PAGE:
Argentina: activists continue struggle against ‘mega-mining’

On July 20 soldiers, police and supposed “pro-mining activists” broke up an encampment that environmentalists and area residents had set up at Cerro Negro in the northwestern Argentine province of Catamarca to protest open-pit mining. The environmentalists–who came from C贸rdoba, La Rioja, Santa Fe, San Juan and Buenos Aires as well as from Catamarca鈥攈ad camped out at the intersection of national highways 40 and 60 since July 9 to block trucks heading to the massive Bajo de la Alumbrera gold and copper deposit near the border with Chile. The protesters let other traffic pass.

About 120 people who identified themselves as “pro-mining” arrived at the encampment in the afternoon of July 20, followed a few minutes later by some 30 soldiers from the infantry; 10 police agents were already at the scene. Catamarca provincial prosecutor Silvia Alvarez announced that she had a court order to allow the passage of a truck carrying explosives to the Alumbrera. To avoid a confrontation, the demonstrators let the truck go through. But 30 minutes later the “pro-mining” group–thought to have been organized by local governments–began throwing rocks and stun grenades at the encampment. Prosecutor Alvarez then announced that she had a court order to close the encampment down. The soldiers, masked and carrying clubs and shields, advanced on the protesters, who again conceded in order to avoid violence.

When 56 protesters attempted to regroup across the border in the nearby province of La Rioja, the Catamarca police followed their bus and forcibly prevented them from getting out. Protesters said they weren’t allowed to stop until they’d reached C贸rdoba province, some 250 km from Cerro Negro.

Provincial governments and the federal government of center-left president Cristina Fern谩ndez de Kirchner have repeatedly repressed the mining protests, which were started in the northwestern provinces in January by area residents who believe the use of cyanide in mining is contaminating their scarce water resources. “We’re not against mining,” protester Dar铆o Moreno explained. “We’re against transnational mega-mining,” which he said was similar to foreign multinationals’ introduction of genetically modified soy and their “theft of petroleum.” The Bajo de la Alumbrera mine is owned and operated by a consortium including the Swiss-British mining company Xstrata PLC and two Canadian companies, Goldcorp Inc. and Yamana Gold Inc.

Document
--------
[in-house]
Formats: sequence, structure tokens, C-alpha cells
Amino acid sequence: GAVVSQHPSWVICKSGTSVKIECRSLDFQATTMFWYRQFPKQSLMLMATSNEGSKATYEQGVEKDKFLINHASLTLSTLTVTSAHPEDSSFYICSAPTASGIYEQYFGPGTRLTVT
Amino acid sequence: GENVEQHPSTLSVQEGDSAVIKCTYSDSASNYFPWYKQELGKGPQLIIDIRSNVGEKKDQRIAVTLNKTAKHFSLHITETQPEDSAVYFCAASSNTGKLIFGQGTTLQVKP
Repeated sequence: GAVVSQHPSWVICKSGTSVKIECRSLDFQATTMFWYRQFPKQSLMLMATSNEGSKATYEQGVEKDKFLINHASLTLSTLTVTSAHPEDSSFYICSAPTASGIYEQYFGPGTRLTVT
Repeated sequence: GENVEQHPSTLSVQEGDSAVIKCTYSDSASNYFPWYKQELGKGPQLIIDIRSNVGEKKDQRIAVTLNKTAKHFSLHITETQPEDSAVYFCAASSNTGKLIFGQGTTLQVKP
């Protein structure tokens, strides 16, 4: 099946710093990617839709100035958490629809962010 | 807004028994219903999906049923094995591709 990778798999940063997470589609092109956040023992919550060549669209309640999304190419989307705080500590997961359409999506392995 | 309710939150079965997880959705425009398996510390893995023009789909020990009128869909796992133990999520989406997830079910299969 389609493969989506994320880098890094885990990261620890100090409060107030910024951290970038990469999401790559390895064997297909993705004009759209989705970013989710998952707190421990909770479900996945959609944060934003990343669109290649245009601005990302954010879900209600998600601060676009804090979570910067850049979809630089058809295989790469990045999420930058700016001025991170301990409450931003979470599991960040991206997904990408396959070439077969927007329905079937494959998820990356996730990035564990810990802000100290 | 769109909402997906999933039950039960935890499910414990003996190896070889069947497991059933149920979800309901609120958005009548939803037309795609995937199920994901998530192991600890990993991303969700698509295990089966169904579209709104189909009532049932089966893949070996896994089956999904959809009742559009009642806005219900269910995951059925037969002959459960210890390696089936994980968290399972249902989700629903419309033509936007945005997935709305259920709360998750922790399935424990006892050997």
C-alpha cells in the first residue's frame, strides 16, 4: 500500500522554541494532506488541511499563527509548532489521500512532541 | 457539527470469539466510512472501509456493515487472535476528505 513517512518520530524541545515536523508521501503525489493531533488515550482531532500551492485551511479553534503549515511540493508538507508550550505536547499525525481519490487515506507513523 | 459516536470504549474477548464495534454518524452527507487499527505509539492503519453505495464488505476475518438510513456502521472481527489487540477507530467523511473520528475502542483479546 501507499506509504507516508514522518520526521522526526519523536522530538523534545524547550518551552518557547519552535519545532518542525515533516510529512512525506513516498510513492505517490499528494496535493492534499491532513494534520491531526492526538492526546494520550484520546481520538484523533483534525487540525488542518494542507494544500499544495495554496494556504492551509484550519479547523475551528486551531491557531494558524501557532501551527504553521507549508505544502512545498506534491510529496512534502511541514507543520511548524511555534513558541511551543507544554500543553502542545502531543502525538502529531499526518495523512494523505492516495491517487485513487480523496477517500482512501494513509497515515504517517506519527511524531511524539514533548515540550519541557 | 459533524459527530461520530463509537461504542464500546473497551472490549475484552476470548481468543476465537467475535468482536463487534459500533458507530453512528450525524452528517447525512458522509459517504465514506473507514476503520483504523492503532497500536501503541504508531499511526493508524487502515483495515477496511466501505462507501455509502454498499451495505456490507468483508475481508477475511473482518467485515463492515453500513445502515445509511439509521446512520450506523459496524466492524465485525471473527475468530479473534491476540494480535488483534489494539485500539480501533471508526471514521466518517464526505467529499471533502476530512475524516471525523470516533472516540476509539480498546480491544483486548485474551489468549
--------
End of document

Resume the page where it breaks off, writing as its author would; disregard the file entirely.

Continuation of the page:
In the morning of July 20, just hours before the operation against the Catamarca protesters, human rights activist and 1980 Nobel peace prize winner Adolfo P茅rez Esquivel, accompanied by legislators and representatives of civil organizations, presented the Supreme Court of Justice and the National Human Rights Secretariat with a document calling for an end to “the criminalization of social protest.” “The people currently participating in the selective blockade in Cerro Negro are defending human rights, the territory, health, life, biodiversity and our common assets,” the document said, “and they are exercising their right to preserve and protect the environment and other fundamental rights.” (Adital, Brazil, July 16; Plaza de Mayo, Argentina, July 21; Clar铆n, Buenos Aires, July 21)

From Weekly News Update on the Americas, July 22.

See our last post on Argentina and regional struggles over minerals and water.